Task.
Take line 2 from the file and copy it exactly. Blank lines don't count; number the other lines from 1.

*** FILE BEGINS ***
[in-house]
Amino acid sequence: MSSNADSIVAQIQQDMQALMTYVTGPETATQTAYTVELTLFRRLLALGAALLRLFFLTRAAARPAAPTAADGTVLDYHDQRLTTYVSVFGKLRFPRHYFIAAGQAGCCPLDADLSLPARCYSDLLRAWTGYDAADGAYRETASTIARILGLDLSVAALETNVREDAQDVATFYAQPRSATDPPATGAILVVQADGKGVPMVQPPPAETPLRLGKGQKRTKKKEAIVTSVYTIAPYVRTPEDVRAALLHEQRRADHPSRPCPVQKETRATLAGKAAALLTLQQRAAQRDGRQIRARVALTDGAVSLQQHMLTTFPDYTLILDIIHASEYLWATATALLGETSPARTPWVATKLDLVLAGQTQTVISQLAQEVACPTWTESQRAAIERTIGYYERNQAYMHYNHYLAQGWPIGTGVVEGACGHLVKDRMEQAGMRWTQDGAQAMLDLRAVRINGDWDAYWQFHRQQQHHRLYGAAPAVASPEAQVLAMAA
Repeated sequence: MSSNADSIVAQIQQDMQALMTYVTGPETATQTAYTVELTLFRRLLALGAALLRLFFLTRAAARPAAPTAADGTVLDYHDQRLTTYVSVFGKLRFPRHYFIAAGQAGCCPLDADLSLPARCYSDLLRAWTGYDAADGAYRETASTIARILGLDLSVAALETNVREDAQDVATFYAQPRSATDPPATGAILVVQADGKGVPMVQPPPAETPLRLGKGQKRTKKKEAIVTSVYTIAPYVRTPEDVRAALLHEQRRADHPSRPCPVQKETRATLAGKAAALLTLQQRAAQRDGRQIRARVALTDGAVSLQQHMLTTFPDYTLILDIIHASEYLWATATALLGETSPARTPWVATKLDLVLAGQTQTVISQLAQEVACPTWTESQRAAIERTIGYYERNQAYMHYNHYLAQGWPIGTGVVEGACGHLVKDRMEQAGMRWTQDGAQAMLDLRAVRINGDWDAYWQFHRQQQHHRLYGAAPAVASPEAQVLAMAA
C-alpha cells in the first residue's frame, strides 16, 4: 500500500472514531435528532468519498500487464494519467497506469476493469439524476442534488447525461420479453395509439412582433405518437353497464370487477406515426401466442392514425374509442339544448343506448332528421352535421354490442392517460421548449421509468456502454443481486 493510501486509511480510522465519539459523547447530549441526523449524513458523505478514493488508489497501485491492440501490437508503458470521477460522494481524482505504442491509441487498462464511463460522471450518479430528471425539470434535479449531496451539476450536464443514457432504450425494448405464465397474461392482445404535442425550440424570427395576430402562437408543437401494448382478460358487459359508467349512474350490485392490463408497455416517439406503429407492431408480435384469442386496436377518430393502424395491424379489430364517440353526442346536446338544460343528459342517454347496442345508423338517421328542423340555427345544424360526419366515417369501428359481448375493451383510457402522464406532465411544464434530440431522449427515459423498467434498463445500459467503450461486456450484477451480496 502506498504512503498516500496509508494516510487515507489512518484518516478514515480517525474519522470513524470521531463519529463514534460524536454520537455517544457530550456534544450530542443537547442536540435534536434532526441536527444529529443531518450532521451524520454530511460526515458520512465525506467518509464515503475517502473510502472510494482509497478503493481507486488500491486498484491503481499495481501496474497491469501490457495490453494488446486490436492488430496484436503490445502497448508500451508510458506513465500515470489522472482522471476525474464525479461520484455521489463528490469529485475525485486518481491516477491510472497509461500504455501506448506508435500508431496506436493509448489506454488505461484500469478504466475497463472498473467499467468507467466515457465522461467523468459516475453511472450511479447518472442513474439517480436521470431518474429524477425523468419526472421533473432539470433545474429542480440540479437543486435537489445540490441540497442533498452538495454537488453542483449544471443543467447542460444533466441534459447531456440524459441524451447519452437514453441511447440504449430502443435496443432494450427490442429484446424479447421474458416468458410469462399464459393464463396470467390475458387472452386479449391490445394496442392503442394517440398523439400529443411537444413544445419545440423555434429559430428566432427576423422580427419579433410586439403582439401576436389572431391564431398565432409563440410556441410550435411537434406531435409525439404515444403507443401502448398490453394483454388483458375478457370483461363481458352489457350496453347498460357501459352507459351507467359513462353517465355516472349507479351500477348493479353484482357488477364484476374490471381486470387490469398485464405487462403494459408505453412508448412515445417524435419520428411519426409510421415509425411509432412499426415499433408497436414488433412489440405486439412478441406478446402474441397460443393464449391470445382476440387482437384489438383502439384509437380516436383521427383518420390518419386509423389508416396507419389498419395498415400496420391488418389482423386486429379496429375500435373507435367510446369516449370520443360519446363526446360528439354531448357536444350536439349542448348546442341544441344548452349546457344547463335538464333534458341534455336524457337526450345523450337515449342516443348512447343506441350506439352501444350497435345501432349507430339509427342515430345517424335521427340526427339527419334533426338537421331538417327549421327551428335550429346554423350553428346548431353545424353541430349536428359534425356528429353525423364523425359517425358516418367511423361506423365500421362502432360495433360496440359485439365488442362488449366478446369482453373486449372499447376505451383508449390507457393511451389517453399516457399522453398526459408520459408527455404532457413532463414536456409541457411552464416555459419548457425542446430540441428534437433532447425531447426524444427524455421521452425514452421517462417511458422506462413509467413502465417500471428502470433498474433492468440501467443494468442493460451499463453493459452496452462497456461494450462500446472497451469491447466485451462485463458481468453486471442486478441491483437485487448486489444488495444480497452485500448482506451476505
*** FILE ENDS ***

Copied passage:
Amino acid sequence: MSSNADSIVAQIQQDMQALMTYVTGPETATQTAYTVELTLFRRLLALGAALLRLFFLTRAAARPAAPTAADGTVLDYHDQRLTTYVSVFGKLRFPRHYFIAAGQAGCCPLDADLSLPARCYSDLLRAWTGYDAADGAYRETASTIARILGLDLSVAALETNVREDAQDVATFYAQPRSATDPPATGAILVVQADGKGVPMVQPPPAETPLRLGKGQKRTKKKEAIVTSVYTIAPYVRTPEDVRAALLHEQRRADHPSRPCPVQKETRATLAGKAAALLTLQQRAAQRDGRQIRARVALTDGAVSLQQHMLTTFPDYTLILDIIHASEYLWATATALLGETSPARTPWVATKLDLVLAGQTQTVISQLAQEVACPTWTESQRAAIERTIGYYERNQAYMHYNHYLAQGWPIGTGVVEGACGHLVKDRMEQAGMRWTQDGAQAMLDLRAVRINGDWDAYWQFHRQQQHHRLYGAAPAVASPEAQVLAMAA